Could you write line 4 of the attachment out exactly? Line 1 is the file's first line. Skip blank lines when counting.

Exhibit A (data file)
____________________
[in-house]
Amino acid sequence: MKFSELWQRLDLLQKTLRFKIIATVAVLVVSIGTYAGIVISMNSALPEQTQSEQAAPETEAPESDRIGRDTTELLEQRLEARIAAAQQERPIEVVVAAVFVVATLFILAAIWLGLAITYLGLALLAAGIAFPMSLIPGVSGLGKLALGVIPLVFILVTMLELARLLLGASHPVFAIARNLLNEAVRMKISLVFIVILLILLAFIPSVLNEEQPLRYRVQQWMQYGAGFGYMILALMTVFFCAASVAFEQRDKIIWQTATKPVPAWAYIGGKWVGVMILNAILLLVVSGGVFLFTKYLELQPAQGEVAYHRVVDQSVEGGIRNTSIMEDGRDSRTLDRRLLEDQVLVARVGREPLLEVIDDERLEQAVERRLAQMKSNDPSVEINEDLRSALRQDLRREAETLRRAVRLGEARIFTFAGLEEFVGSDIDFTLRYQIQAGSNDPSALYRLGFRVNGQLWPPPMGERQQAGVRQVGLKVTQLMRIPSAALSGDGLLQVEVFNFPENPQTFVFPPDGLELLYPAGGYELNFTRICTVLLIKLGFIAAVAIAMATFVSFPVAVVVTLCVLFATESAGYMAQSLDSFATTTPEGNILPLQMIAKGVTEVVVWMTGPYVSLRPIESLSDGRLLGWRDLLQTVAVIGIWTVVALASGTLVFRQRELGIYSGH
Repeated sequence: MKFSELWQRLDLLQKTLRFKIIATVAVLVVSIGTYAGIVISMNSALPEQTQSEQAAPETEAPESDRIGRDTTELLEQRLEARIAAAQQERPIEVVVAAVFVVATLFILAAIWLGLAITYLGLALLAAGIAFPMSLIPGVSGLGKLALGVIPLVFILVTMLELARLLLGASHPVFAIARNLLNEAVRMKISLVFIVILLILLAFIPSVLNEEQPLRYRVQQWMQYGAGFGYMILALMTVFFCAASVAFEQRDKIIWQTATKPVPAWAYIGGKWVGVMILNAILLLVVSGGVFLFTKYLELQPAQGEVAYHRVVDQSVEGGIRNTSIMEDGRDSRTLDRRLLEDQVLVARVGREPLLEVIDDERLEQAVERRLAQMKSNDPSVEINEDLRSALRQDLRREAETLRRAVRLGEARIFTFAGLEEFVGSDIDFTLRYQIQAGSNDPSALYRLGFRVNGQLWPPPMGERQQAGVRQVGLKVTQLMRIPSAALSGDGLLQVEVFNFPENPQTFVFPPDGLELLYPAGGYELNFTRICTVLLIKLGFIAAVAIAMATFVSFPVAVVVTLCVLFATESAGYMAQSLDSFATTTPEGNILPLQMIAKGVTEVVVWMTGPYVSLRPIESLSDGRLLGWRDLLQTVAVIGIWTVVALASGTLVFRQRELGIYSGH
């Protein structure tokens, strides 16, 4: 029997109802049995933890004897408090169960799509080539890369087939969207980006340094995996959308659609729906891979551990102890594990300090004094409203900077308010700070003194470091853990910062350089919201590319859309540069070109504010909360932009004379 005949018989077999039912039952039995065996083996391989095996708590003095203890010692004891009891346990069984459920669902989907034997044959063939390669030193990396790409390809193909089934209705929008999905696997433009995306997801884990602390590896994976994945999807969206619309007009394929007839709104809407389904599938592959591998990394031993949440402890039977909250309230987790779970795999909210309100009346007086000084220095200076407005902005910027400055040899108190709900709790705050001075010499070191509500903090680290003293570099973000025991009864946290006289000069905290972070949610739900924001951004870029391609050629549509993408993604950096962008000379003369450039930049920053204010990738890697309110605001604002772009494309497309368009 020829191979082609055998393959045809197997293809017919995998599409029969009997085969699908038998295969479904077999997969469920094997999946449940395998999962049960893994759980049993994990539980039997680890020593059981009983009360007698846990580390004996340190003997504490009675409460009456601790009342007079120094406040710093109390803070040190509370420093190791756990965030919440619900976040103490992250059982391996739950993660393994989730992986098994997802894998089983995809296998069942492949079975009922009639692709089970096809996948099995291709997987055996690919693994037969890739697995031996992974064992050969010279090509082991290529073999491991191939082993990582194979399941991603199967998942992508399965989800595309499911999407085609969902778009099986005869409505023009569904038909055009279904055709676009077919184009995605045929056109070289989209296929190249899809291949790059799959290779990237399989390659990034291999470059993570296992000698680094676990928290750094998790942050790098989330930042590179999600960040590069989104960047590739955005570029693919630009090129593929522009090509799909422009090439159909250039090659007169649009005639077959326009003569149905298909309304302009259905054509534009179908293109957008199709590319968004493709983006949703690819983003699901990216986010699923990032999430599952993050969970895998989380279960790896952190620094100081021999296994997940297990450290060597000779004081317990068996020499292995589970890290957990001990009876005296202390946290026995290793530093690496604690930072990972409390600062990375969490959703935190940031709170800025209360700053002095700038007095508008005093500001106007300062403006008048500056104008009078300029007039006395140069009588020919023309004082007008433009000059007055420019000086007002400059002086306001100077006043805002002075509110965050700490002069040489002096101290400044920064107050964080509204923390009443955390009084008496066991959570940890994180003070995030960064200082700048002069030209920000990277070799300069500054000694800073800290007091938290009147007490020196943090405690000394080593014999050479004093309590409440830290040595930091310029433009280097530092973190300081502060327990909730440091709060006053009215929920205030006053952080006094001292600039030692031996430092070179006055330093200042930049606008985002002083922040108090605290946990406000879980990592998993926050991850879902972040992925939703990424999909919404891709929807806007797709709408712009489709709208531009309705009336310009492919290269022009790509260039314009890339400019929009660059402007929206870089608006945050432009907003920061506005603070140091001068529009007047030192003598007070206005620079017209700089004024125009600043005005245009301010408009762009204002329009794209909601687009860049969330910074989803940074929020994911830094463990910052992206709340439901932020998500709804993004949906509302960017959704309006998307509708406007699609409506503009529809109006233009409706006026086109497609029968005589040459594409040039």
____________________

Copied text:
């Protein structure tokens, strides 16, 4: 029997109802049995933890004897408090169960799509080539890369087939969207980006340094995996959308659609729906891979551990102890594990300090004094409203900077308010700070003194470091853990910062350089919201590319859309540069070109504010909360932009004379 005949018989077999039912039952039995065996083996391989095996708590003095203890010692004891009891346990069984459920669902989907034997044959063939390669030193990396790409390809193909089934209705929008999905696997433009995306997801884990602390590896994976994945999807969206619309007009394929007839709104809407389904599938592959591998990394031993949440402890039977909250309230987790779970795999909210309100009346007086000084220095200076407005902005910027400055040899108190709900709790705050001075010499070191509500903090680290003293570099973000025991009864946290006289000069905290972070949610739900924001951004870029391609050629549509993408993604950096962008000379003369450039930049920053204010990738890697309110605001604002772009494309497309368009 020829191979082609055998393959045809197997293809017919995998599409029969009997085969699908038998295969479904077999997969469920094997999946449940395998999962049960893994759980049993994990539980039997680890020593059981009983009360007698846990580390004996340190003997504490009675409460009456601790009342007079120094406040710093109390803070040190509370420093190791756990965030919440619900976040103490992250059982391996739950993660393994989730992986098994997802894998089983995809296998069942492949079975009922009639692709089970096809996948099995291709997987055996690919693994037969890739697995031996992974064992050969010279090509082991290529073999491991191939082993990582194979399941991603199967998942992508399965989800595309499911999407085609969902778009099986005869409505023009569904038909055009279904055709676009077919184009995605045929056109070289989209296929190249899809291949790059799959290779990237399989390659990034291999470059993570296992000698680094676990928290750094998790942050790098989330930042590179999600960040590069989104960047590739955005570029693919630009090129593929522009090509799909422009090439159909250039090659007169649009005639077959326009003569149905298909309304302009259905054509534009179908293109957008199709590319968004493709983006949703690819983003699901990216986010699923990032999430599952993050969970895998989380279960790896952190620094100081021999296994997940297990450290060597000779004081317990068996020499292995589970890290957990001990009876005296202390946290026995290793530093690496604690930072990972409390600062990375969490959703935190940031709170800025209360700053002095700038007095508008005093500001106007300062403006008048500056104008009078300029007039006395140069009588020919023309004082007008433009000059007055420019000086007002400059002086306001100077006043805002002075509110965050700490002069040489002096101290400044920064107050964080509204923390009443955390009084008496066991959570940890994180003070995030960064200082700048002069030209920000990277070799300069500054000694800073800290007091938290009147007490020196943090405690000394080593014999050479004093309590409440830290040595930091310029433009280097530092973190300081502060327990909730440091709060006053009215929920205030006053952080006094001292600039030692031996430092070179006055330093200042930049606008985002002083922040108090605290946990406000879980990592998993926050991850879902972040992925939703990424999909919404891709929807806007797709709408712009489709709208531009309705009336310009492919290269022009790509260039314009890339400019929009660059402007929206870089608006945050432009907003920061506005603070140091001068529009007047030192003598007070206005620079017209700089004024125009600043005005245009301010408009762009204002329009794209909601687009860049969330910074989803940074929020994911830094463990910052992206709340439901932020998500709804993004949906509302960017959704309006998307509708406007699609409506503009529809109006233009409706006026086109497609029968005589040459594409040039």